Twitter is an American microblogging and social networking service on which users post and interact with messages known as “tweets.” Registered users can post, like, and retweet tweets, but unregistered users can only read them.
Twitter has become increasingly popular with academics as well as students, policymakers, politicians, and the general public. Many users struggle to understand what Twitter is and how they can use it, but it has now become the social media platform of choice for many.
The snappy nature of tweets means that Twitter is widely used by smartphone users who don’t want to read long content items on-screen.
- easily promote your research, for example by providing links to your blog stories, journal articles and news items
- reach a large number of people quickly through tweets and retweets
- follow the work of other experts in your field
- build relationships with experts and other followers
- be up-to-date with the latest news and developments, and share it with others instantly
- reach new audiences
- seek feedback about your work and give feedback to others
- follow and contribute to discussions on events, for example, conferences that you can’t attend in person
- express who you are as a person.
Not only does a higher followership count mean more influence on twitter, but also likes and retweets show that followers are interested in your content.
According to social media statistics, nearly half of all marketers cite Twitter as their go-to network for engaging with customers. Fast-moving and so simple to use, Twitter is arguably the easiest social following to grow from scratch.
But how do you get those followers in the first place?
1. Tweet consistently: Tweet more often
than you do on Facebook and Instagram; Twitter requires a more aggressive content strategy.
Filling up your Twitter feed with fresh content lets potential followers know that you’re active, engaging, and well, worth following.
With the help of social scheduling software, you can regularly queue up content without having to constantly tweet in real-time. This effectively allows you to attract new followers around the clock.
2. Use More visual contents: Tweets containing visual content receive more likes, shares and retweets than those without them. Although there’s nothing inherently wrong with solely text-based tweets, images are better poised to stop serial scrollers and encourage them to take a look at your post.
3. Always tag, retweet & reply:
Getting more followers on Twitter doesn’t have to be a time-sink: it just means making the most of the time you spend on the platform. You can schedule tweets to optimize engagement but at the same time, you don’t want your Twitter account to look like it’s completely run by bots, so you will need to get in the trenches with your followers, customers and industry leaders alike. Regularly engaging with other users via tagging, retweeting and replying immediately lets new followers know that you’re human.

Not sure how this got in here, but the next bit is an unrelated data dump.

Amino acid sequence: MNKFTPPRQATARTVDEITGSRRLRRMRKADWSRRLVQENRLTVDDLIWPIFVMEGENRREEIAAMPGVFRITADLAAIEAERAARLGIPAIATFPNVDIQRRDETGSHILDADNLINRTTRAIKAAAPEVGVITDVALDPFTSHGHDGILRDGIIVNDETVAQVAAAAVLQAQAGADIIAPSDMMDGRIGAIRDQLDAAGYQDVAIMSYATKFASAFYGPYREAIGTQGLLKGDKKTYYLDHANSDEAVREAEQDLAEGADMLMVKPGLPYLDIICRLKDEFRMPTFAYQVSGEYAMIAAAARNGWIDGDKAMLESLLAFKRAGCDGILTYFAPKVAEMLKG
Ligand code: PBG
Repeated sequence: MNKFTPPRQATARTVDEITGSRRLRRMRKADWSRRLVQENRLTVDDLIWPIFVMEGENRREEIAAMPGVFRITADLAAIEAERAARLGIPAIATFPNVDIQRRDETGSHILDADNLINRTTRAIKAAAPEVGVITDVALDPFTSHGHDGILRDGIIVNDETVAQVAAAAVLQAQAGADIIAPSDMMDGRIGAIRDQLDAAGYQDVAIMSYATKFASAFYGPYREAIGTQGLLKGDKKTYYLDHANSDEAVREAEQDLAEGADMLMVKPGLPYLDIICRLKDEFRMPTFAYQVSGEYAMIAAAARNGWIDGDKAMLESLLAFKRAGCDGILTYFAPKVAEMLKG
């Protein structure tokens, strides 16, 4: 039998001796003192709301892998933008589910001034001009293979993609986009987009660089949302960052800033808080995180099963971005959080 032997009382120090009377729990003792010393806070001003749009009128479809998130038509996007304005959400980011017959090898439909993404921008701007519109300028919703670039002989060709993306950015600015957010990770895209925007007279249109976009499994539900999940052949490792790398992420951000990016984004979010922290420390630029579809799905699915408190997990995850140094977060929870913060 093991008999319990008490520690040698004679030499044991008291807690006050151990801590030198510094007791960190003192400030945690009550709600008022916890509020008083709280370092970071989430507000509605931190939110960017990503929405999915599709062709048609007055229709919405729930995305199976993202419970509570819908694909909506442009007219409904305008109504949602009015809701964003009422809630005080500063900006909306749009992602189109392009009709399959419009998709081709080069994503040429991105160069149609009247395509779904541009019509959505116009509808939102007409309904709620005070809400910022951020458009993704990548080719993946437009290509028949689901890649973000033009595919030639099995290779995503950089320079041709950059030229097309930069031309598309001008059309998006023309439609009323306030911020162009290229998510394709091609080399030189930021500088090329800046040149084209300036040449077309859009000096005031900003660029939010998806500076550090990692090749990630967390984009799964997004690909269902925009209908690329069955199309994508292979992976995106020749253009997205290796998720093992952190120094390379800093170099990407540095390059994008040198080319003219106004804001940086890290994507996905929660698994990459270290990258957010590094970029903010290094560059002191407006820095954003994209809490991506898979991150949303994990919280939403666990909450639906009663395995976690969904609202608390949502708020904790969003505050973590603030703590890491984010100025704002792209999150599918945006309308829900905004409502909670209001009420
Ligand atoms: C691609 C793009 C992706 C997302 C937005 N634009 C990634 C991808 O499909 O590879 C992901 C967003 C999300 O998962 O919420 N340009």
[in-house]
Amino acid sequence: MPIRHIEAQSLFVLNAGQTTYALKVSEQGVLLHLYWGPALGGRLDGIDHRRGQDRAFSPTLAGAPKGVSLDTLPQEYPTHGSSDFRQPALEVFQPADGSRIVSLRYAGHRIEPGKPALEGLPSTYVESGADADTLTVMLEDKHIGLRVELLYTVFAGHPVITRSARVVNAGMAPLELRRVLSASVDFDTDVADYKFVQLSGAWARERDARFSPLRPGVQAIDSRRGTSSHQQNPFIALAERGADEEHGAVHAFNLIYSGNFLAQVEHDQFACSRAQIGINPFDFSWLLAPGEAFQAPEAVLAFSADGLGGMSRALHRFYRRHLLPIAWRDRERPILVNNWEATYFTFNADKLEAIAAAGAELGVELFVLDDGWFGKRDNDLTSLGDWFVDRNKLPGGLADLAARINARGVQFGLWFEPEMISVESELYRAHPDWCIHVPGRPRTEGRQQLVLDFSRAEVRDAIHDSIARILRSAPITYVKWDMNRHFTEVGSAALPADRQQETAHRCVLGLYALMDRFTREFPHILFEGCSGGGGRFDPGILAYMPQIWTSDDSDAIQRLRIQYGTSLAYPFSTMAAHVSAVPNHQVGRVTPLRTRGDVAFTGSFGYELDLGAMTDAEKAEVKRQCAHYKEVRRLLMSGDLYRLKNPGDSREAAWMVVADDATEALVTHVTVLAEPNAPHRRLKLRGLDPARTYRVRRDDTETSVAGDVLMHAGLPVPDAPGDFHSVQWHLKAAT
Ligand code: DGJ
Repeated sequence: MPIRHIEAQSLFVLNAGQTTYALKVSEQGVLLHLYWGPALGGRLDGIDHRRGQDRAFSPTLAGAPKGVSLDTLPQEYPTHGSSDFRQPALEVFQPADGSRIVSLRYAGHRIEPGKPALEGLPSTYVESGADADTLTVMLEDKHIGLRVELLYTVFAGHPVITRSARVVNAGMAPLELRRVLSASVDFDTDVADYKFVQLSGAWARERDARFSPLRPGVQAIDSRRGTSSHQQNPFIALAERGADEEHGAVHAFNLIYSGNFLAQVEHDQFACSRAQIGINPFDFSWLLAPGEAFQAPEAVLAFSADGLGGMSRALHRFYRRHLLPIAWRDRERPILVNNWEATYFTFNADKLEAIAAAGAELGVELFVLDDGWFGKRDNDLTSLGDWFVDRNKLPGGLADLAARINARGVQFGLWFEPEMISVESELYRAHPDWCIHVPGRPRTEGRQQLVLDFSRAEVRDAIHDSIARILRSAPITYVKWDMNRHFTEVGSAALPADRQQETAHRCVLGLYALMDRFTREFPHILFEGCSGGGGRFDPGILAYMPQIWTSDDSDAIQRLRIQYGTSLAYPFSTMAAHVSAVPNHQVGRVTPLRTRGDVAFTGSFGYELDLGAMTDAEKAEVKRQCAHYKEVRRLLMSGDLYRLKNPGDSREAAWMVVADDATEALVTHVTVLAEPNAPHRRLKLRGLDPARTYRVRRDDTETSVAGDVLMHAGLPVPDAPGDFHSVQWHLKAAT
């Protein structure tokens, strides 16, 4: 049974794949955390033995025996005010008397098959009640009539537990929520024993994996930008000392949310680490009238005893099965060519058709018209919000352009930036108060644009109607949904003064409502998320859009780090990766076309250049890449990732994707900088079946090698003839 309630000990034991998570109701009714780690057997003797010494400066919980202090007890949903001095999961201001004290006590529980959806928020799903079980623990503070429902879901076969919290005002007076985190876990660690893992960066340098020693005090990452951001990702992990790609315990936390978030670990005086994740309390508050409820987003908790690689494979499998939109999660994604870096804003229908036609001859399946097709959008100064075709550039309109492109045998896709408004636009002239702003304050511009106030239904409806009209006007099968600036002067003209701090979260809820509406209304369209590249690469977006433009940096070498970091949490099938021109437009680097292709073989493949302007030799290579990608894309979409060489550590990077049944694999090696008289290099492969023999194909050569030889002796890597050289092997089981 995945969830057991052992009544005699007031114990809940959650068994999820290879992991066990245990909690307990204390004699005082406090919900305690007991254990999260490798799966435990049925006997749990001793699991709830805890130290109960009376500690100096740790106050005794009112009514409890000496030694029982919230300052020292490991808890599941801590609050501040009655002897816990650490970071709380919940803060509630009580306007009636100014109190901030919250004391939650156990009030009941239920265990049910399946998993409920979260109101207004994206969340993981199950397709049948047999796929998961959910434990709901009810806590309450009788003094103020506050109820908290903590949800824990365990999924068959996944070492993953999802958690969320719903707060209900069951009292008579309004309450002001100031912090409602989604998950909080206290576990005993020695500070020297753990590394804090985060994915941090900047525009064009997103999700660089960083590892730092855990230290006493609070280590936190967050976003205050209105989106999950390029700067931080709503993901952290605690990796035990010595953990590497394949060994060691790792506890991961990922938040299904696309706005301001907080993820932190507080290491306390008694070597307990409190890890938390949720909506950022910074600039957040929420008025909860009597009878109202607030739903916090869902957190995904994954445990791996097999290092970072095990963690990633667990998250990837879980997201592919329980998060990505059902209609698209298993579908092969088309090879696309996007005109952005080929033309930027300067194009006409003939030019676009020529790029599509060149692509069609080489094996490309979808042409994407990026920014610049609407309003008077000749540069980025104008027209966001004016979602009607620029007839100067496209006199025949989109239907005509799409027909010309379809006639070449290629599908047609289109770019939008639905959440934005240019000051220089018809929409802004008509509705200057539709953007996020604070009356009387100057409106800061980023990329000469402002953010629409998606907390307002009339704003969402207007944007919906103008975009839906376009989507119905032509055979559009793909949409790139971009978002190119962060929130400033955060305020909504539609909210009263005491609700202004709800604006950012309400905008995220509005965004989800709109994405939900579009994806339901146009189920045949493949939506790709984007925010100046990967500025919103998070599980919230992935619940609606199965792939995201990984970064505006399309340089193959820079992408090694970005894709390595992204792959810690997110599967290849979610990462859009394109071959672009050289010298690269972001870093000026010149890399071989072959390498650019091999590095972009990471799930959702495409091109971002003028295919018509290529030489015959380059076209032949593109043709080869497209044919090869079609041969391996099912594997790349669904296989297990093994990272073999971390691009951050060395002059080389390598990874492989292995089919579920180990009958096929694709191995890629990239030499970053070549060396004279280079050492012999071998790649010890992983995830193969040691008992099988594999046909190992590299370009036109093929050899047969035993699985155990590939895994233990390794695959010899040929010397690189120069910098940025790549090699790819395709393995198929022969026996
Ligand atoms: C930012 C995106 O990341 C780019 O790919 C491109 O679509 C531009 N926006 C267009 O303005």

4. Optimize your profile for new followers: In order to clear the doubt if your tweets are run by bots, you need to do everything to prove you are human. Make your profile friendlier to new followers by having:
- A clean profile photo. According to the psychology of social photos, an unobstructed facial photo is ideal if you aren’t using a high-res brand logo.
- Relevant tags, industry keywords and location information. In short, your profile should be “complete” through describing what you do, your title, what companies you work with and where you operate.
- A taste of your personality. Giving your followers a sense of why
5. Make good use of hashtags:
According to data and best practices on how to use hashtags, tweets with at least one hashtag receive 12.6% more engagement than those without them.
Tacking on a couple of hashtags to any given tweet is a quick way to increase the likelihood of new followers looking for your account. In addition, doing so only takes a couple of seconds and there are plenty of hashtags to choose from.
What is a hashtag?
A hashtag is a word or phrase preceded by the pound symbol.
On social media, it serves as an indication (for users and algorithms) that a piece of content relates to a specific topic or belongs to a category.
Hashtags help make content discoverable in on-platform searches and, effectively, reach more people.
The history of hashtags, (the pound symbol on your keyboard) also called an octothorpe was initially used to mark numbers.
They were first used as hashtags in 2007 by Chris Messina. That’s when the web marketing specialist walked into Twitter’s offices with an idea. Because of the platform’s brevity, he suggested the company start using the pound symbol to group related Tweets together.